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  • If You Like Your Medicare Advantage Plan, You Probably Cannot Keep It

    Earlier this year, Richard Foster, the Chief Actuary for the Centers for Medicare and Medicaid Services (CMS), issued a report projecting that about half of all seniors and disabled Americans enrolled in Medicare Advantage plans will be pushed out of that program due to the new health care reform law, the Patient Protection and Affordable Care Act (PPACA).

    In response to a request from Sen. Charles Grassley (R–IA) and three other Republican Senators, Foster recently confirmed that in addition to losing access to the health plan of their choice, those who are able to remain in Medicare Advantage plans will face substantially higher out-of-pocket costs as a result of the cuts to Medicare Advantage in the new law.

    The Senators requested an analysis of the relative impact of the changes on urban compared to rural areas. The letter from the Actuary declined to answer that question, saying his office had not made such a calculation.

    However, we have done these calculations. Jim Capretta, Jason Richwine and I have calculated the impact of the Medicare Advantage changes—both in terms of lost enrollment, and lost dollars—for seniors and the disabled not only nationally, but regionally as well.

    Taking into account those who remain in the less-generous Medicare Advantage program and those pushed out of it completely, our report found substantial regional variations—benefit losses range from a low of $2,780 in Montana to a high of $5,092 in Louisiana. The percentage of beneficiaries pushed out of the program ranges from 38 percent in Montana to a 67 percent in Washington, D.C., and 84 percent in Puerto Rico. We have calculated separate results for each state, for each county, and for each congressional district.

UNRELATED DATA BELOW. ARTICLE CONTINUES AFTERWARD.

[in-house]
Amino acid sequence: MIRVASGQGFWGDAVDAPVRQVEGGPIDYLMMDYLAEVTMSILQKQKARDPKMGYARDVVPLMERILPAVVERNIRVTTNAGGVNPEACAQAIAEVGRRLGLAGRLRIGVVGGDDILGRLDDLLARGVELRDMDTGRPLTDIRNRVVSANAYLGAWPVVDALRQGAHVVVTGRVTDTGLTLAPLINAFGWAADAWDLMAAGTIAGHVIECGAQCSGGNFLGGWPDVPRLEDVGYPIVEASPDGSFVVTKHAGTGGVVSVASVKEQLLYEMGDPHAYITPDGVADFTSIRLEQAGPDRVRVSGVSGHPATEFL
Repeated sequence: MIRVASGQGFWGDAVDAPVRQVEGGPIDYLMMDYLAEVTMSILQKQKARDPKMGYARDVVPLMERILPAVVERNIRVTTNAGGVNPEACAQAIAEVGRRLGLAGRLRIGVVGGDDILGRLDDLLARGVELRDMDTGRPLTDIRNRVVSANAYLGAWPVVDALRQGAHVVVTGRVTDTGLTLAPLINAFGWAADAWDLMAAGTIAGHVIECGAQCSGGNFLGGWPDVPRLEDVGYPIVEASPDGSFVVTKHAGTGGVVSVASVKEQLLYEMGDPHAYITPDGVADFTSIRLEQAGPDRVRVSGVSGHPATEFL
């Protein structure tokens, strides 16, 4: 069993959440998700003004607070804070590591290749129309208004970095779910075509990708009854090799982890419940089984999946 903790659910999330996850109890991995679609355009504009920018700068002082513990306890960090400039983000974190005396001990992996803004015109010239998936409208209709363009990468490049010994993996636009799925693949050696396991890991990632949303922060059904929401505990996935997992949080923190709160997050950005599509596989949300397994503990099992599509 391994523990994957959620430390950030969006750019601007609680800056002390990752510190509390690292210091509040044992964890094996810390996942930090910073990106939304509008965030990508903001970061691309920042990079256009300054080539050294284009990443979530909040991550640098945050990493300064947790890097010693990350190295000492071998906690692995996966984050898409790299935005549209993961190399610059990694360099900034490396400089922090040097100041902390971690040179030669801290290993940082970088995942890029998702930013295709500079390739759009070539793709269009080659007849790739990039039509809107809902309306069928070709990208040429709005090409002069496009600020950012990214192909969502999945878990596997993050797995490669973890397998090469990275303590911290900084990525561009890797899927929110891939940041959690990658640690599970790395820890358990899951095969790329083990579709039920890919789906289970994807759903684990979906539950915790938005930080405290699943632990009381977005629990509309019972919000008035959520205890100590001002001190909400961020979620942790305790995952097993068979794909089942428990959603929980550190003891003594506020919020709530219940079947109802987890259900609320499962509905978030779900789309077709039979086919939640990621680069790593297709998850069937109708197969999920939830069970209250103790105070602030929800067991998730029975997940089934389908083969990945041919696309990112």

The bottom line is clear: As a direct result of the Medicare cuts used to pay for a massive Medicaid expansion and subsidy scheme under the new law, senior citizens and disabled Americans will pay more but receive less care, and despite repeated promises that “if you like your health plan, you can keep it,” half of those who like the Medicare Advantage plan they’ve chosen will not be able to keep their plan. Even those who are able to keep their plan will find that it’s not the same plan any more—it will have higher out-of-pocket costs and cover fewer services.

    Posted in Obamacare [slideshow_deploy]

    7 Responses to If You Like Your Medicare Advantage Plan, You Probably Cannot Keep It

    1. Pingback: Must Know Headlines 10.31.2010 — ExposeTheMedia.com

    2. Pingback: Paladino Sends Out Mailer Marked ‘Important Tax Information’ – TPMMuckraker | Updated Information - All Information in One

    3. Pops Carter, Moses L says:

      I found out about this last month, when Sterling first said my Advantage Plan cost would increase 150%, then informed me that it would be cancelled December 31st, 2010.

      I'm now looking for an affordable plan, but it appears I will have to accept lower coverage for the same cost, if not more.

    4. Pingback: Changes for Medicare – Detroit Free Press | Medicare Resource Center

    5. Barbara Bieber, Appl says:

      I have Humana Medicare Advantage and just finished reading part of the large booklet received recently in the mail. You are correct. The premiums are going up and some of the services previously covered, are not now covered. I just knew when Mr. Obama stood there and said,"nothing will change" he was not telling the truth.

    6. marian lampl, cincin says:

      I find that my Anthem Senior plan costs no more but it has dropped all reimbursement for vision and podiatry services. I have not yet checked the formularies to see if my medications have been eliminated or changed. The plan indicates that this may be the case.

    7. Joe, PA says:

      One commonly confused detail regarding the Medicare annual enrollment period is there is no enrollment period for Medicare Supplemental Insurance. You may change a Medicare supplement policy at any time. This year many of those over 65 are choosing Medicare Supplement plans over Medicare Advantage. Some reasons include the freedom from networks in Medicare Supplement, the better benefits, and the new Medicare Supplement plans M & N with premiums more in line with many Medicare Advantage plans. For expert advice you can consult one of the many experts at the Senior Advisors Group.

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